For example, the popular electric car company, Tesla Motors, recently invested $1.5 billion in Bitcoin. Within 30 days, Tesla had secured more profits from the increase in Bitcoin's value than they did from selling their cars for the entire year. The company has since stated that they intend to integrate Bitcoin further into its ecosystem by allowing users to pay their car payments directly using the world's first cryptocurrency.
Dogecoin Star Power
Dogecoin also appears to have a bright future ahead. The coin is quickly becoming one of the most well-known projects in the market. The coin was also endorsed by the World's richest man, and the CEO of Tesla Motors, Elon Musk. The coin has now taken a more revolutionary stance in the eyes of investors. Many people are investing in Dogecoin as a sign of their willingness to abandon the unfair stock trading practices exercised by the world's top hedge funds.
Dogecoin continues to pop back up in headlines as more investors join in on the financial revolution. Recently, US rapper and movie star Snoop Doggy Dog Tweeted about the coin. This shot Dogecoin’s value up 55%. He is hardly alone in the growing number of celebrities helping to build this fun-filled project's community. Even Kiss rock star, Gene Simmons has tweeted a picture of the beloved Shiba Inu recently.
Dogecoin vs Bitcoin – Two Interesting Projects that Are Here to Stay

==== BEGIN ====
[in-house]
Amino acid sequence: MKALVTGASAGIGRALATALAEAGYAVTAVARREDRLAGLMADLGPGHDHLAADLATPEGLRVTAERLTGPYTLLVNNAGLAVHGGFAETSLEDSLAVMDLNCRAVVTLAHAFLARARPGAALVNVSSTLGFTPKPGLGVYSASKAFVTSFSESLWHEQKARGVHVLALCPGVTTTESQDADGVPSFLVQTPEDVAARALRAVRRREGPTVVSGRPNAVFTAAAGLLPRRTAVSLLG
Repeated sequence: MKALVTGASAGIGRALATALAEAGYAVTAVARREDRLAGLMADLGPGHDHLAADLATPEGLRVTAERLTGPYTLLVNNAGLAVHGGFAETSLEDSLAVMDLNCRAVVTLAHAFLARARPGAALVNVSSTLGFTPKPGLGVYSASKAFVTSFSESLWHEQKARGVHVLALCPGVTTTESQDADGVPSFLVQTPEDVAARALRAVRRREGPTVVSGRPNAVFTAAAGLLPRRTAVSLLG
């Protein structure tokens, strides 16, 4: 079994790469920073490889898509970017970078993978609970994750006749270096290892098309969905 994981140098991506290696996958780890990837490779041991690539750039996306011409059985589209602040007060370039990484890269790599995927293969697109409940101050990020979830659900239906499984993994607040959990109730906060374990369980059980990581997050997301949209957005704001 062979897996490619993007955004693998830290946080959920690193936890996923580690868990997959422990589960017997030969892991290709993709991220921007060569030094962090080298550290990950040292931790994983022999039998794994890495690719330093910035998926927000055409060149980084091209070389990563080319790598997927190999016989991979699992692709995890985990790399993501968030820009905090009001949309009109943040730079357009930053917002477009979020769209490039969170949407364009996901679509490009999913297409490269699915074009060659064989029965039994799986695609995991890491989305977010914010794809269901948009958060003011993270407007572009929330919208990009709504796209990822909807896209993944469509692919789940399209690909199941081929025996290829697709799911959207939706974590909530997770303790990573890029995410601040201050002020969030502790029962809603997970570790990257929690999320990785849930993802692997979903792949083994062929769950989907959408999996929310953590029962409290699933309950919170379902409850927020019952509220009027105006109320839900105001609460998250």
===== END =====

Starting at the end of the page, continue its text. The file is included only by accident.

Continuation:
While it’s common for hard-core Bitcoiners to dismiss Dogecoin due to its comical intentions, the project is still very much alive and has been doing its thing for almost a decade. When you combine this fact with the overwhelming support the coin has, it’s hard to imagine Dogecoin ever leaving the market. For these reasons, both Dogecoin and Bitcoin can be considered vital to the further adoption of cryptocurrencies.
How to Buy Bitcoin (BTC) and Dogecoin (DOGE)
Currently, Bitcoin (BTC) and Dogecoin (DOGE) are each available for purchase on the following exchanges.
Uphold – This is one of the top exchanges for United States & UK residents that offers a wide range of cryptocurrencies. Germany & Netherlands are prohibited.
Uphold Disclaimer: Assets available on Uphold are subject to region. All investments and trading are risky and may result in the loss of capital. Cryptoassets are largely unregulated and are therefore not subject to protection.
Kraken – Founded in 2011, Kraken is one of the most trusted names in the industry with over 9,000,000 users, and over $207 billion in quarterly trading volume.
The Kraken exchange offers trading access to over 190 countries including Australia, Canada, Europe, and is a top exchange for USA residents. (Excluding New York & Washington state).